Instead, correspondent Lara Logan seemed awed by the drones from the very start of the broadcast: "Every so often in the history of war, a new weapon comes along that fundamentally rewrites the rules of battle. This is a story about a revolution in unmanned aviation that is doing just that." She described the drones as "hunting down insurgents, every minute of every day," and as "one of the most important planes in the United States Air Force."
Viewers were told that CBS was getting special access: "Many of the details of this weapons program are classified, but our 60 Minutes team was given secret clearance and unprecedented access to bring you this story." The report relied entirely on pilots and the Air Force chief of staff.
The closest the segment came to airing any criticism at all was when Logan asked one pilot, Lt. Col. Chris Gough, about his confidence in the targeting of the missile attacks: "What if you get it wrong?" Logan asked. "We don't," Gough replied, before finally admitting that it's "a tough question.... We have the resources to make sure we're right." Gough stressed the "clarity" of being removed from the battlefield--the drones are piloted from a base in Nevada--which led Logan to say, "In spite of that clarity, unmanned planes and Air Force jets are criticized in Afghanistan for killing innocent civilians, including an incident just this week that is under military investigation." Those comments were accompanied primarily by footage of screaming Afghans protesting in a street, with a brief shot of a hospitalized child.
Logan added that drone attacks in Pakistan are "blamed for even more deaths." She reported that the CIA "wouldn't talk to 60 Minutes about their operations," so she gives the Air Force the last word on the subject, noting that they argue the drones are "more precise than piloted planes." Logan seemed to accept this argument: "We got a sense of that when the Air Force let us sit with Predator pilots in Nevada while they kept a close watch on U.S. soldiers along the Afghan/Pakistan border."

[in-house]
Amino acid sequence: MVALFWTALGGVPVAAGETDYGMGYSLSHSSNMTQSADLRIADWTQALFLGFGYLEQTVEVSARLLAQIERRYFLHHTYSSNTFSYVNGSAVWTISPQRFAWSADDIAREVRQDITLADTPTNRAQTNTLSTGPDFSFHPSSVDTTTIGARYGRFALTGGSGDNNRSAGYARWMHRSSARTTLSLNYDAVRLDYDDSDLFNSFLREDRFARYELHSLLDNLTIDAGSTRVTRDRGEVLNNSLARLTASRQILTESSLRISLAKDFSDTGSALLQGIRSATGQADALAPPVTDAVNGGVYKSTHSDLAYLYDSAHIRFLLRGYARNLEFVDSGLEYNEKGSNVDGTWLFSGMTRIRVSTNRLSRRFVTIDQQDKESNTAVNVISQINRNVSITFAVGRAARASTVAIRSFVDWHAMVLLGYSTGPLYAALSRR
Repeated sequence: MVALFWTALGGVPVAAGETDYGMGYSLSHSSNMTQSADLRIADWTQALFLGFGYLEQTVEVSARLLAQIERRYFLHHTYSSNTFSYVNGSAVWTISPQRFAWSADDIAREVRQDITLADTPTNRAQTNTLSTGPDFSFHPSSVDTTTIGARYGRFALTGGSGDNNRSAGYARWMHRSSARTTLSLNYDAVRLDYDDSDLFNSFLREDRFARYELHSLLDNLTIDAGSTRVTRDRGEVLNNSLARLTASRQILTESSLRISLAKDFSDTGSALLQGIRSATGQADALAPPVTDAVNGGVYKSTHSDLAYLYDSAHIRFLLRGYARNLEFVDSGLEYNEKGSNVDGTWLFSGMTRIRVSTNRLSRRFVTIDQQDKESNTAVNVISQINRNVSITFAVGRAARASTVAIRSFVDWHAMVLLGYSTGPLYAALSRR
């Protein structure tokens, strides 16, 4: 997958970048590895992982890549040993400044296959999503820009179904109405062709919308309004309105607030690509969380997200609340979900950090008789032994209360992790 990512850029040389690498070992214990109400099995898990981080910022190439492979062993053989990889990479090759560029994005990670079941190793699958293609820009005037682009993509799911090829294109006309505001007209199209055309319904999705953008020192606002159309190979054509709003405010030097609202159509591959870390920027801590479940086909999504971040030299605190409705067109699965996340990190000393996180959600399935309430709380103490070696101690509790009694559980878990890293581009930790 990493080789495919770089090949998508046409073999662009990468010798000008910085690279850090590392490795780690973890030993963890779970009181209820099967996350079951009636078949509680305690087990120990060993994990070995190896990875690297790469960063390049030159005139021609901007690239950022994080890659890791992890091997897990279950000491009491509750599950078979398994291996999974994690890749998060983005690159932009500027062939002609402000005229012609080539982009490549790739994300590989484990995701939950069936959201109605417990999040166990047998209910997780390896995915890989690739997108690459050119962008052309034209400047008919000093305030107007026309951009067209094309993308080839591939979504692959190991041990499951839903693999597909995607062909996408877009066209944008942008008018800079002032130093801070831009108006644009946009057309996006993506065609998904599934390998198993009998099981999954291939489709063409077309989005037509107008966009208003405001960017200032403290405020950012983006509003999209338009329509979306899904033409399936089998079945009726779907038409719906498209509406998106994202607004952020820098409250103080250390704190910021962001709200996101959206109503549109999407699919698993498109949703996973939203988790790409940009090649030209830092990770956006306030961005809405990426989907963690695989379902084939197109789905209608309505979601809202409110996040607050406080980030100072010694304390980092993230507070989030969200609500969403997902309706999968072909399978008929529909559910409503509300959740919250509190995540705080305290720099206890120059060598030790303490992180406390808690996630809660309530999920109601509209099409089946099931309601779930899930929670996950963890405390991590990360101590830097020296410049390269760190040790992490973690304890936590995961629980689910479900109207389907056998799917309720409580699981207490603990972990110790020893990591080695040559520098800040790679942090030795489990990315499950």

It would not have been difficult to find critics of the reliance on drones in Afghanistan, Pakistan or Iraq--even among those close to the military. As the Los Angeles Times reported a week before the CBS segment aired (5/3/09), the House Armed Services Committee had recently heard testimony from David Kilcullen--a former adviser to General David Petraeus--who believes the drone attacks take too many civilian lives. Kilcullen testified that while drone attacks are suspected to have killed 14 Al-Qaeda leaders since 2006 in Pakistan, at the same time the weapons have killed about 700 civilians--a 50:1 ratio of innocent victims to targeted enemies.
Such perspectives were missing from the CBS report, leaving 60 Minutes to air what amounted to little more than military propaganda about controversial--and deadly--weapons.
Tell CBS that its May 10 60 Minutes report about drone attacks in Afghanistan and Iraq should have included critics of these weapons. Excluding such criticisms, while relying so heavily on military footage and sources, looks more like propaganda than journalism.
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This story was published on May 13, 2009.